It's no secret that there aren't enough women in elected office in this country — we're still working on getting even one woman into the White House — but the underlying causes are harder to pin down. New research from Brigham Young University, though, provides some clues about why more women don't run for office. And hopefully, identifying the problems will be the first step to solving them.
Despite the fact that women make up about 51 percent of America, women make up a minority of elected representatives at all levels of government. Only about 20 percent of Congress is made up of women, and numbers don't get much better at the state level. Women hold only 25 percent of the seats in state legislatures; are only 24 percent of statewide executive offices, including governors; and only 19 percent of mayors of cities with over 30,000 people.
This doesn't just mean that women are not fully represented at any level of government, although that's certainly true. Since leaders often start out in lower levels of government, it means there's also a major pipeline problem for women to even get to elected office at the national level. In other words, this issue is not going to fix itself.
Victoria Woodhull, who ran for President in 1872.
So what is causing this backlog?
Part of the problem, as BYU political science professor Jessica Preece lays out in her research, is that many of the people in charge of recruiting potential candidates are men, and thus tend to recruit candidates that are more like them — that is, also men. However, she explains, this doesn't account for the full gap in women candidates. Much of the problem is also in the way men and women respond to potential recruitment.
In the study, Preece and her colleagues invited 5,500 men and women to attend a free candidates training seminar — and found that men were twice as likely to respond to the invitation as women. What this amounts to is that even if you try to recruit an equal number of men and women, it doesn't necessarily mean you'll wind up with an equal number of candidates.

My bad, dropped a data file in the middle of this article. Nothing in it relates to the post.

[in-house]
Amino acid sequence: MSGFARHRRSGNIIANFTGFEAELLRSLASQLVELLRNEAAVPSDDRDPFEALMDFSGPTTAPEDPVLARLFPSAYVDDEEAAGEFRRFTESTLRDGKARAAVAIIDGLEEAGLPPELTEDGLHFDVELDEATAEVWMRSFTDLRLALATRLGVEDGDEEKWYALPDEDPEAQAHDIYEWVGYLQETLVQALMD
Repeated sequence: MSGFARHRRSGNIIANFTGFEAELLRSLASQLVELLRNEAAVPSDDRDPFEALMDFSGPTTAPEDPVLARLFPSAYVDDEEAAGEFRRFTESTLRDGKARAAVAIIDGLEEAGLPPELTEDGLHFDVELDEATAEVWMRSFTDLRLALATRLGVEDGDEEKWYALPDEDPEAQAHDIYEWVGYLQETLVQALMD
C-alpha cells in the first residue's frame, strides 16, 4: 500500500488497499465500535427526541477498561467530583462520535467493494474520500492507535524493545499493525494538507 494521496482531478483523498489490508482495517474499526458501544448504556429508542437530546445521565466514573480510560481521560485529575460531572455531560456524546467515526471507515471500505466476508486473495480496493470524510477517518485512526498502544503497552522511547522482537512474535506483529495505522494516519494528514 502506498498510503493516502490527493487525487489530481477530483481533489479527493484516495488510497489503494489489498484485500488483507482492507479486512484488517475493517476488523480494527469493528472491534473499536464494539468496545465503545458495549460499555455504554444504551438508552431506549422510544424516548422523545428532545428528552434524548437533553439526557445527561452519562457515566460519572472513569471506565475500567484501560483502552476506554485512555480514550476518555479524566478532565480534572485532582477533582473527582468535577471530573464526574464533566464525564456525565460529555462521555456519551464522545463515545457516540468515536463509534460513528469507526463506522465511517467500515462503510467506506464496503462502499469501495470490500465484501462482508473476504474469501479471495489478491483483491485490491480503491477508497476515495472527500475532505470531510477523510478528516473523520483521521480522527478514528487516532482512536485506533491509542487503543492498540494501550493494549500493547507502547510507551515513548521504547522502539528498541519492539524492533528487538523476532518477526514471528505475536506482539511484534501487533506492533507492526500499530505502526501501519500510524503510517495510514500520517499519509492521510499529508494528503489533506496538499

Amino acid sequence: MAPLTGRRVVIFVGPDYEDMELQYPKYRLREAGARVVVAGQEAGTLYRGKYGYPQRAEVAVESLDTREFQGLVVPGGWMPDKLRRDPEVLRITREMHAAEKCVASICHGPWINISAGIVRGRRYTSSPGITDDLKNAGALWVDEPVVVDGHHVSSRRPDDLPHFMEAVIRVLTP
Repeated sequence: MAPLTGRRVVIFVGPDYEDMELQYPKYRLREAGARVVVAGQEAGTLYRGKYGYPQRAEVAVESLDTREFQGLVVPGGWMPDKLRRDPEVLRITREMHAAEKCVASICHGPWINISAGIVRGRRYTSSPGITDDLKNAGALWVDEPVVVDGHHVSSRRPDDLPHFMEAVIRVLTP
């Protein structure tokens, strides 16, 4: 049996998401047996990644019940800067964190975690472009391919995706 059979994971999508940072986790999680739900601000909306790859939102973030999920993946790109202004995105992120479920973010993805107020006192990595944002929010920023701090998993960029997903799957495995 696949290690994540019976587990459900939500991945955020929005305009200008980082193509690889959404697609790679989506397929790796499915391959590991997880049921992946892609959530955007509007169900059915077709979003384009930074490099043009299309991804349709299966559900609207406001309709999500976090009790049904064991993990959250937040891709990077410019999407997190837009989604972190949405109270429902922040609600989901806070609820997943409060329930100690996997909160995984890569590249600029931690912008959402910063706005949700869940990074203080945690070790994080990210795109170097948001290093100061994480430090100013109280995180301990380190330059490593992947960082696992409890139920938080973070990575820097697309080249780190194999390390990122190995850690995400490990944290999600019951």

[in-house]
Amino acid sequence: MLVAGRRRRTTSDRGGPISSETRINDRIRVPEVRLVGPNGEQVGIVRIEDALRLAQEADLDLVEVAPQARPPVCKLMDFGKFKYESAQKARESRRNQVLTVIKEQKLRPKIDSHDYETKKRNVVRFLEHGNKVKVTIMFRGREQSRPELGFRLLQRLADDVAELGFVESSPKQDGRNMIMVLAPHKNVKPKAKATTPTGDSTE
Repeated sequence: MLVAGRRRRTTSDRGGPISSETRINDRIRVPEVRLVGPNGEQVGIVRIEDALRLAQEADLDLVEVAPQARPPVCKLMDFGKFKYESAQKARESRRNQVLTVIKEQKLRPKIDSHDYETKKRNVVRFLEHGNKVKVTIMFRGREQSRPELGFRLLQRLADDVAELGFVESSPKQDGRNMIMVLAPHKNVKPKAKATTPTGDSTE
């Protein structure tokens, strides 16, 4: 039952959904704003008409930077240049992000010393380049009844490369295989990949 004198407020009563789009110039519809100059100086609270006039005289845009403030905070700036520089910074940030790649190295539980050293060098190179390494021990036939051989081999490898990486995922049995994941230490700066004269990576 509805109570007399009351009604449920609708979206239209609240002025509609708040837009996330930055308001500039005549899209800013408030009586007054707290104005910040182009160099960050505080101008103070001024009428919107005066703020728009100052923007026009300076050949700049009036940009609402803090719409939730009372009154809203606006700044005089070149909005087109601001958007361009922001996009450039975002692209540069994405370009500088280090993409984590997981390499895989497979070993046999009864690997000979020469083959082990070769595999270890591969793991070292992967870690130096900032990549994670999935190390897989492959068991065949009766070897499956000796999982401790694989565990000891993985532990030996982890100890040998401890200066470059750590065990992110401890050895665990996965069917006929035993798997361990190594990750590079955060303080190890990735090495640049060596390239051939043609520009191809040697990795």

“It’s not a bad idea to recruit equally, but it assumes that men and women are going to respond identically to recruitment,” Preece explained. “And we have lots of reasons to believe women might be less responsive to recruitment.”
Shirley Chisholm, who became the first African American woman elected to the U.S. Congress in 1968, as well as, in 1972, the first black candidate for a major party's presidential nomination and the first woman to run for the Democratic nomination.
In a second experiment, Preece surveyed a national sample of officials at the municipal level and found that, overall, men assumed that the person who recruited them to run would also help them in the process of actually running. Women did not make this same assumption.
In other words, when men are recruited for local office, they hear someone offering help and support in obtaining an exciting new opportunity. When women are recruited, they hear someone telling them they should try, on their own and in a very public way, to do a difficult thing they have no experience with.
I'd pass on that, too.
Hillary Clinton, who in 2016 became the first woman to receive the presidential nomination for a major party.
Preece was only surveying municipal officials, but again, municipal office often leads to bigger and better things. And women recruited for state and national office could, presumably, have a similar reaction. Meaning we need a change in how parties recruit women to run.
“Party members need to be careful of their biases and make sure they’re reaching out to women, looking for possible candidates in a variety of settings,” Preece said. “And then they need to be sure they’re specific about how they’re going to help throughout the process.”
Hopefully then we will start to see the pace of women's representation increase. because right now, it's taking way too long. I would prefer to see half of Congress be made of women in my lifetime, thanks.
Images: Wikimedia Commons (2)